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May 30, 2013

Top ten books about science that influenced my career

The Sea Around Us, Rachel Carson In seventh grade in Ohio, in the heartland of America and without ever actually seeing the ocean, I read Rachel Carson’s The Sea Around Us. I had become very enamored in everything to do with water, but my experience was confined to freshwater in the streams, rivers and lakes […]

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May 28, 2013

Commemorating Bob Menzer at Marine Estuarine and Environmental Sciences

On May 16, Marine Estuarine and Environmental Sciences (MEES) students, faculty and alumni gathered in the newly renovated HJ Patterson Hall on the University of Maryland College Park campus in honor of Dr. Robert E. “Bob” Menzer. The occasion was the formal opening of the new Robert E. Menzer Classroom and Central Administration suite. Two […]

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May 23, 2013

Scientific synthesis at the University of Maryland Center for Environmental Science: Part 4–Moving beyond synthesis

This post is part four of a four part series on scientific synthesis. In some cases, scientific synthesis is not the end product, rather it can be the start of a science application effort. In a case study to demonstrate the use of scientific synthesis which led to a science application effort, I will recount […]

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May 21, 2013

Scientific synthesis at the University of Maryland Center for Environmental Science: Part 3–Integration and Application Network approach to synthesis

This post is part three of a four part series on scientific synthesis. The Integration and Application Network (IAN) was created to facilitate scientific synthesis as part of science applications. In many respects, the linking of integration with application is crucial, and IAN projects tend to use synthesis in order to create effective applications. The […]

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May 17, 2013

Scientific synthesis at the University of Maryland Center for Environmental Science: Part 2–Faculty discussion about creating a ‘Synthesis Addiction’

This post is part two of a four part series on scientific synthesis. At our annual UMCES Faculty Convocation organized by the Appalachian Laboratory faculty senators Drs. Katia Englehardt and Matt Fitzpatrick, we discussed scientific synthesis and asked ourselves the following 4 questions: 1) How do we approach synthesis?, 2) How does UMCES facilitate synthesis?, […]

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May 15, 2013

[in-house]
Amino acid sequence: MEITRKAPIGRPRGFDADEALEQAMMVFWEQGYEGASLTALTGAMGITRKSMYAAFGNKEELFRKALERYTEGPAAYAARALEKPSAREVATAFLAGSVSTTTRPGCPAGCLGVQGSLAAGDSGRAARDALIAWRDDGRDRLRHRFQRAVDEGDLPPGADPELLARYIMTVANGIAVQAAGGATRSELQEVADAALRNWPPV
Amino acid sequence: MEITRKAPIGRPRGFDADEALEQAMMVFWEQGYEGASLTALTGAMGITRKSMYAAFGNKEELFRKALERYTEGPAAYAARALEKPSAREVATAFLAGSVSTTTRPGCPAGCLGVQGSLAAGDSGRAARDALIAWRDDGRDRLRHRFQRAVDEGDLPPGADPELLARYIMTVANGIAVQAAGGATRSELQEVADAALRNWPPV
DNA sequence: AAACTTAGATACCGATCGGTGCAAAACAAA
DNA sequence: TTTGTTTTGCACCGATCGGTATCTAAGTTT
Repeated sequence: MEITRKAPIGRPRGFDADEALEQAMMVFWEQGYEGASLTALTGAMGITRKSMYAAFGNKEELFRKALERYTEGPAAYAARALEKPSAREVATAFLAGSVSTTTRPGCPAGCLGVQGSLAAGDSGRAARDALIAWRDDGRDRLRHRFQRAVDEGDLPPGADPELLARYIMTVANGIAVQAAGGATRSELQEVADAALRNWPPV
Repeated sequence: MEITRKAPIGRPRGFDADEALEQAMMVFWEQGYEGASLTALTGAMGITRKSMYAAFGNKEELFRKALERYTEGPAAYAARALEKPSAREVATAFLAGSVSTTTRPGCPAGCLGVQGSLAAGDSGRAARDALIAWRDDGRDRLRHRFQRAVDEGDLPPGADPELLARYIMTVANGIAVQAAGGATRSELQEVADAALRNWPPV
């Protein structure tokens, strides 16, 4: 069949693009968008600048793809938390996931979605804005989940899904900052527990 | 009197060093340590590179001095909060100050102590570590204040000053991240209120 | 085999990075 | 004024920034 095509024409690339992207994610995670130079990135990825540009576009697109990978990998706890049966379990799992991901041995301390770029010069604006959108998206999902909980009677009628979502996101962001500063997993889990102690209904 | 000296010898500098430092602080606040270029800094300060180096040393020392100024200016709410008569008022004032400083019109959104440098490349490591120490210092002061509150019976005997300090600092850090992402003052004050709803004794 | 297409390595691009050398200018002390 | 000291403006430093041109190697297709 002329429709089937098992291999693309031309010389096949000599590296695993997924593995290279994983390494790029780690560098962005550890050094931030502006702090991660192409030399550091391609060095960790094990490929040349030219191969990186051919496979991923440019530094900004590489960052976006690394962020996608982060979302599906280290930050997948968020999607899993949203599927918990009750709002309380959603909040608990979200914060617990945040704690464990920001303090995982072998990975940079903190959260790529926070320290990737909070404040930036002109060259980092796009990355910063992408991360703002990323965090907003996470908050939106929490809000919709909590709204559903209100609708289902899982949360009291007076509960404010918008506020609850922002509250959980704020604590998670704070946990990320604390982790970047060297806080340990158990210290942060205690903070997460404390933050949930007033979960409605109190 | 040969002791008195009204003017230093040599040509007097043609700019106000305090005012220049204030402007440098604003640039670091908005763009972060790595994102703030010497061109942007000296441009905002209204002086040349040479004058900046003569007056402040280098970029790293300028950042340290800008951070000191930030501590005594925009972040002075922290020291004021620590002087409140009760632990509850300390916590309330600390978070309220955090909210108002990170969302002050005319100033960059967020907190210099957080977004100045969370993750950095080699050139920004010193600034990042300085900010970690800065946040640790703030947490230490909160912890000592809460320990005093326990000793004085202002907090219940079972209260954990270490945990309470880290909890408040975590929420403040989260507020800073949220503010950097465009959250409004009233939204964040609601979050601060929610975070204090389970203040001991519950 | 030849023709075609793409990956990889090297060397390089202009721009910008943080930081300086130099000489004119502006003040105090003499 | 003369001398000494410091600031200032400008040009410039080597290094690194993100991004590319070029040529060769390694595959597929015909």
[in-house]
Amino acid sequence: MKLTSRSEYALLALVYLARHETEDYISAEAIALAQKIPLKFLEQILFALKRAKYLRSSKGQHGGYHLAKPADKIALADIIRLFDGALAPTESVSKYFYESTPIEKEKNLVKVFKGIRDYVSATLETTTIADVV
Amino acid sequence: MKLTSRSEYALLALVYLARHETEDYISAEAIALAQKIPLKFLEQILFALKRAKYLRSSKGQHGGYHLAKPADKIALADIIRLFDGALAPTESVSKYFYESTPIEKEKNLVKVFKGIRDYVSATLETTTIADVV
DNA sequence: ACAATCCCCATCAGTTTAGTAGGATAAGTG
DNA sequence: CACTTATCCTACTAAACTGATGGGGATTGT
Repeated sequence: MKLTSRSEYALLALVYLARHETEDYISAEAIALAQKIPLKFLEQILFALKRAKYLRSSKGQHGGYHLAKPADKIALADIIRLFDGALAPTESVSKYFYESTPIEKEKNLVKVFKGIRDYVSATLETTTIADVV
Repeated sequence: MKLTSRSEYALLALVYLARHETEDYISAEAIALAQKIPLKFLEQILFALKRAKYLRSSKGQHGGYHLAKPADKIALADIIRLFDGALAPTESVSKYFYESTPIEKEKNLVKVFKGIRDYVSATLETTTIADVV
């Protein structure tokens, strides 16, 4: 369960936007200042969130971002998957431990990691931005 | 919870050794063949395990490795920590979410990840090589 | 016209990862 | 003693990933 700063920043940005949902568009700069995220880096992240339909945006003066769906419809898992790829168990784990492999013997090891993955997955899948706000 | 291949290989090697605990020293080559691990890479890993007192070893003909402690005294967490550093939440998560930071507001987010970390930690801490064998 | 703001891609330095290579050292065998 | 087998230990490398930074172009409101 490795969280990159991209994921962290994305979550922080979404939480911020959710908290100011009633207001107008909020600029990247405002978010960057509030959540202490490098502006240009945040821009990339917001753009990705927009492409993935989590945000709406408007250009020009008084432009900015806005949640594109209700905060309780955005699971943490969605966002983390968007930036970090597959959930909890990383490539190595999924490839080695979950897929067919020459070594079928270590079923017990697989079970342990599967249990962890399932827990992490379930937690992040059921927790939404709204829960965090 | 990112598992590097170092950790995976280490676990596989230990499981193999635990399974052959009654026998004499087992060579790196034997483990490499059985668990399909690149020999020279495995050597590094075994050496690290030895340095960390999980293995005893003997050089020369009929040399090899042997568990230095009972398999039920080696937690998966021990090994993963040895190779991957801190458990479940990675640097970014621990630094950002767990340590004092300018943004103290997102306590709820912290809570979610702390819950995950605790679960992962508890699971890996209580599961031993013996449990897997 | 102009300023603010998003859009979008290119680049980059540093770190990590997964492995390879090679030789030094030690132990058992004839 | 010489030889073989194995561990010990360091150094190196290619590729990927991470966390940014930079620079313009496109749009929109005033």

Scientific synthesis at the University of Maryland Center for Environmental Science: Part 1–Overview

This post is part one of a four part series on scientific synthesis. The word synthesis is derived from the Greek word, syntithenai meaning ‘to put together’, and was first used in the latter part of the 1500s. The word integration is derived from the Latin word, integratus meaning ‘to render whole’, and was first […]

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May 13, 2013

Science can inform policy, but it may take advocates to drive changes

Have you ever heard about Bill McKibbens and his three numbers? If not, you might want to read about it, if you are concerned about the future of the earth. In his Rolling Stone article, Global Warming’s Terrifying New Math, McKibben used three simple numbers to explain the serious climate change situation we face right […]

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May 10, 2013

Teaching with a ‘flipped classroom’ over an interactive video network

Don Boesch and I just completed teaching a course in Science for Environmental Management as part of the Marine-Estuarine-Environmental Sciences graduate program. This course was taught using an inverted or ‘flipped’ classroom style for the first time. Don and I posted the readings as pdfs and the lectures as 10-15 min. Quicktime or YouTube videos […]

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May 8, 2013

Dr. Christine O’Connell’s dissertation defense conclusion = Long Island Sound should be called ‘Connecticut Sound’

I traveled to Stony Brook University on Long Island for Christine O’Connell’s dissertation defense at the School of Marine and Atmospheric Science (SoMAS) on May 6. Christine presented the results of her survey on stakeholder perceptions of Long Island Sound. She did a wonderful job analyzing and teasing apart the survey results. It was clear […]

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May 6, 2013

Science can change the world: the ethics of doing so and our obligation to act with integrity

In 1610, Galileo Galilei published the Sidereus Nuncius, or the Starry Messenger, a paper which strongly suggested that Nicolaus Copernicus had been correct when he presented an alternative view of our solar system, over half a century earlier, in which the earth orbited around the sun and not vice versa. In doing so, Galileo changed […]

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